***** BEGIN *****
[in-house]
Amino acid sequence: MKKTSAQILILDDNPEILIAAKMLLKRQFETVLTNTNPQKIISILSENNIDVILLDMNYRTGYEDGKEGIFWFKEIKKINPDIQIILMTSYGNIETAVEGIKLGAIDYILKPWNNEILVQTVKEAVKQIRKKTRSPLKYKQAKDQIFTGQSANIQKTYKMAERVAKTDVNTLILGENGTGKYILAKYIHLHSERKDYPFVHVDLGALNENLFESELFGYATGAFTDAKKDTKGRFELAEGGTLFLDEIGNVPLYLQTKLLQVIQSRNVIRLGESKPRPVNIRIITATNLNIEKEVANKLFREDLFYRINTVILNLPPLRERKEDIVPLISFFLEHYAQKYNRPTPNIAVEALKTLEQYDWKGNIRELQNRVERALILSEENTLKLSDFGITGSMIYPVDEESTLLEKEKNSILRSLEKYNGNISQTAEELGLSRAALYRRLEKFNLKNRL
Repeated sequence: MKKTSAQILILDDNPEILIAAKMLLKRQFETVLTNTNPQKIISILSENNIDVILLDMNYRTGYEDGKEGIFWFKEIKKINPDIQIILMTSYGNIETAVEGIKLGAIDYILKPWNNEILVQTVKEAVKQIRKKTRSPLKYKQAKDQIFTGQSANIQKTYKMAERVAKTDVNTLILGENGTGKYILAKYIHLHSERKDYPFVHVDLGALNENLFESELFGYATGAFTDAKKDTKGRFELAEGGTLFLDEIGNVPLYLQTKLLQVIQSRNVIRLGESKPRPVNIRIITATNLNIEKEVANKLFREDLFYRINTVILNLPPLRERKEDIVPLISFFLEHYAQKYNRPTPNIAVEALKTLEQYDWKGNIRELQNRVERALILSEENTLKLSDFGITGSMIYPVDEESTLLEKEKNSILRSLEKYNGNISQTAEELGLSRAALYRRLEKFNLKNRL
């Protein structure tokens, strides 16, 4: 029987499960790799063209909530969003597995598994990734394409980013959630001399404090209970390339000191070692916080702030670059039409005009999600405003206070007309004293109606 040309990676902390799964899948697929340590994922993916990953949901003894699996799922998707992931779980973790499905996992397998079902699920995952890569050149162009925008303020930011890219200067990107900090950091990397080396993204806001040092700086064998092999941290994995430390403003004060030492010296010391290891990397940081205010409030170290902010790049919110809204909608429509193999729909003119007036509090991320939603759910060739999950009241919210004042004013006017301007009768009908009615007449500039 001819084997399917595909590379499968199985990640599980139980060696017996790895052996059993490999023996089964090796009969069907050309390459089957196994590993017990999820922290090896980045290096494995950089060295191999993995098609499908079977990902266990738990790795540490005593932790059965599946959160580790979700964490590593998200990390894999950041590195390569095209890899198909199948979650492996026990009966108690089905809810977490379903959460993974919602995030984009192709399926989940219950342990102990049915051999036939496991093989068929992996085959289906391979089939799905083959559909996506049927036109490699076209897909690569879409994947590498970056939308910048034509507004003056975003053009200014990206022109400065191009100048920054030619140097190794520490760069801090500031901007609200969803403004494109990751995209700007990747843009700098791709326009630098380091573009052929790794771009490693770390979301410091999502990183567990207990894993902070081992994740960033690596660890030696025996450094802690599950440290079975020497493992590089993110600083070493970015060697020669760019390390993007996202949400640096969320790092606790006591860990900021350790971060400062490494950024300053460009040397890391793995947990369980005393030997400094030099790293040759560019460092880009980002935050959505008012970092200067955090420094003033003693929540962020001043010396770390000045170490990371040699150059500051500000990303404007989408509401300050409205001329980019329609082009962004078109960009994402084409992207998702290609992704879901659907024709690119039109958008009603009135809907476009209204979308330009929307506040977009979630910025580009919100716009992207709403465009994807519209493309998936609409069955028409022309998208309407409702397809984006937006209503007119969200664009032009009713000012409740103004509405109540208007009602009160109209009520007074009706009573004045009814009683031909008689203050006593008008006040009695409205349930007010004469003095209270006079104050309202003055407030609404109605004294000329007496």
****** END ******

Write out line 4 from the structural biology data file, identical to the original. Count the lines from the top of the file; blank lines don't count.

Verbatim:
């Protein structure tokens, strides 16, 4: 029987499960790799063209909530969003597995598994990734394409980013959630001399404090209970390339000191070692916080702030670059039409005009999600405003206070007309004293109606 040309990676902390799964899948697929340590994922993916990953949901003894699996799922998707992931779980973790499905996992397998079902699920995952890569050149162009925008303020930011890219200067990107900090950091990397080396993204806001040092700086064998092999941290994995430390403003004060030492010296010391290891990397940081205010409030170290902010790049919110809204909608429509193999729909003119007036509090991320939603759910060739999950009241919210004042004013006017301007009768009908009615007449500039 001819084997399917595909590379499968199985990640599980139980060696017996790895052996059993490999023996089964090796009969069907050309390459089957196994590993017990999820922290090896980045290096494995950089060295191999993995098609499908079977990902266990738990790795540490005593932790059965599946959160580790979700964490590593998200990390894999950041590195390569095209890899198909199948979650492996026990009966108690089905809810977490379903959460993974919602995030984009192709399926989940219950342990102990049915051999036939496991093989068929992996085959289906391979089939799905083959559909996506049927036109490699076209897909690569879409994947590498970056939308910048034509507004003056975003053009200014990206022109400065191009100048920054030619140097190794520490760069801090500031901007609200969803403004494109990751995209700007990747843009700098791709326009630098380091573009052929790794771009490693770390979301410091999502990183567990207990894993902070081992994740960033690596660890030696025996450094802690599950440290079975020497493992590089993110600083070493970015060697020669760019390390993007996202949400640096969320790092606790006591860990900021350790971060400062490494950024300053460009040397890391793995947990369980005393030997400094030099790293040759560019460092880009980002935050959505008012970092200067955090420094003033003693929540962020001043010396770390000045170490990371040699150059500051500000990303404007989408509401300050409205001329980019329609082009962004078109960009994402084409992207998702290609992704879901659907024709690119039109958008009603009135809907476009209204979308330009929307506040977009979630910025580009919100716009992207709403465009994807519209493309998936609409069955028409022309998208309407409702397809984006937006209503007119969200664009032009009713000012409740103004509405109540208007009602009160109209009520007074009706009573004045009814009683031909008689203050006593008008006040009695409205349930007010004469003095209270006079104050309202003055407030609404109605004294000329007496």